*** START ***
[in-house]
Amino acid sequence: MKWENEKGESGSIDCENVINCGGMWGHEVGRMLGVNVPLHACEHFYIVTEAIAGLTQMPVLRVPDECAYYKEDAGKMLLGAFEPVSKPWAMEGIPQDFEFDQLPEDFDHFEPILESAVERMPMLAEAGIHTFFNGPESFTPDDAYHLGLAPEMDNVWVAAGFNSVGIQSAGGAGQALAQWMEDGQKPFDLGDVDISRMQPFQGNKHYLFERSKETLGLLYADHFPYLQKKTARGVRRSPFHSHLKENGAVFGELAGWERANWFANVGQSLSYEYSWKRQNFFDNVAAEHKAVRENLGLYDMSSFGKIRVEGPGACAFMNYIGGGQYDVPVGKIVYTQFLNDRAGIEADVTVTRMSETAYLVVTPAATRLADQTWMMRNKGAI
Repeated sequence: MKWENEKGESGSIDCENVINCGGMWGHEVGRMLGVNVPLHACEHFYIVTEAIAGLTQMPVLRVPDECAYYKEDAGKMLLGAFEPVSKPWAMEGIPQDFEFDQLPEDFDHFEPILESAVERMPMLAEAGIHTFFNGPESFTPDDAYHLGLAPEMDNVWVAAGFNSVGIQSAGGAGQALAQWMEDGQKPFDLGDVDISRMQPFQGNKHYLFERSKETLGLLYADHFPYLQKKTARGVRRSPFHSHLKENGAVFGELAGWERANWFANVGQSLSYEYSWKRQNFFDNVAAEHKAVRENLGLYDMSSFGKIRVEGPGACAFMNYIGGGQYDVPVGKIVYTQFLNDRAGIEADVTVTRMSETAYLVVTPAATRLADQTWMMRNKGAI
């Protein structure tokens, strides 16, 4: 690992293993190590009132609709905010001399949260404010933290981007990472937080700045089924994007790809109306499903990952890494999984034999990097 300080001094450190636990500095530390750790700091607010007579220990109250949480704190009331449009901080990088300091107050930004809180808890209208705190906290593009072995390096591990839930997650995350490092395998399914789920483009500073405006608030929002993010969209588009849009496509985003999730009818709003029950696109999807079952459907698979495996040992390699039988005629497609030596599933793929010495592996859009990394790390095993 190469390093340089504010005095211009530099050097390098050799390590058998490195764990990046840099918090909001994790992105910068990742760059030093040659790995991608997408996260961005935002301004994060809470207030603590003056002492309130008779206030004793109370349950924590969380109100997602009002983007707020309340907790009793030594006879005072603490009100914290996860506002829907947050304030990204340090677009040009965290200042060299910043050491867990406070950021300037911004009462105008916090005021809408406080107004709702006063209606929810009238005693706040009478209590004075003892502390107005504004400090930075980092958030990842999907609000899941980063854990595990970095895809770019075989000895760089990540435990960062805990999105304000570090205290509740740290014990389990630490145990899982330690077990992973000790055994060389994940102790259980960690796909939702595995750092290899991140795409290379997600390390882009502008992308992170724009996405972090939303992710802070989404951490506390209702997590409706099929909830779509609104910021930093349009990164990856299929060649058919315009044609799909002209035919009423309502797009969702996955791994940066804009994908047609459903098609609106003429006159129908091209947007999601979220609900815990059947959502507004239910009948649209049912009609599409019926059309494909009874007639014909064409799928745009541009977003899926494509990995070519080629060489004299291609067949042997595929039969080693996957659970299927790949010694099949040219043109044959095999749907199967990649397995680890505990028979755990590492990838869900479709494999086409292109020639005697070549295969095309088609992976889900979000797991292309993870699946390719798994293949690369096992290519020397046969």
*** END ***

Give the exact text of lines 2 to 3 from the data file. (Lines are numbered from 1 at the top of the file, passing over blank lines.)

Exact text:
Amino acid sequence: MKWENEKGESGSIDCENVINCGGMWGHEVGRMLGVNVPLHACEHFYIVTEAIAGLTQMPVLRVPDECAYYKEDAGKMLLGAFEPVSKPWAMEGIPQDFEFDQLPEDFDHFEPILESAVERMPMLAEAGIHTFFNGPESFTPDDAYHLGLAPEMDNVWVAAGFNSVGIQSAGGAGQALAQWMEDGQKPFDLGDVDISRMQPFQGNKHYLFERSKETLGLLYADHFPYLQKKTARGVRRSPFHSHLKENGAVFGELAGWERANWFANVGQSLSYEYSWKRQNFFDNVAAEHKAVRENLGLYDMSSFGKIRVEGPGACAFMNYIGGGQYDVPVGKIVYTQFLNDRAGIEADVTVTRMSETAYLVVTPAATRLADQTWMMRNKGAI
Repeated sequence: MKWENEKGESGSIDCENVINCGGMWGHEVGRMLGVNVPLHACEHFYIVTEAIAGLTQMPVLRVPDECAYYKEDAGKMLLGAFEPVSKPWAMEGIPQDFEFDQLPEDFDHFEPILESAVERMPMLAEAGIHTFFNGPESFTPDDAYHLGLAPEMDNVWVAAGFNSVGIQSAGGAGQALAQWMEDGQKPFDLGDVDISRMQPFQGNKHYLFERSKETLGLLYADHFPYLQKKTARGVRRSPFHSHLKENGAVFGELAGWERANWFANVGQSLSYEYSWKRQNFFDNVAAEHKAVRENLGLYDMSSFGKIRVEGPGACAFMNYIGGGQYDVPVGKIVYTQFLNDRAGIEADVTVTRMSETAYLVVTPAATRLADQTWMMRNKGAI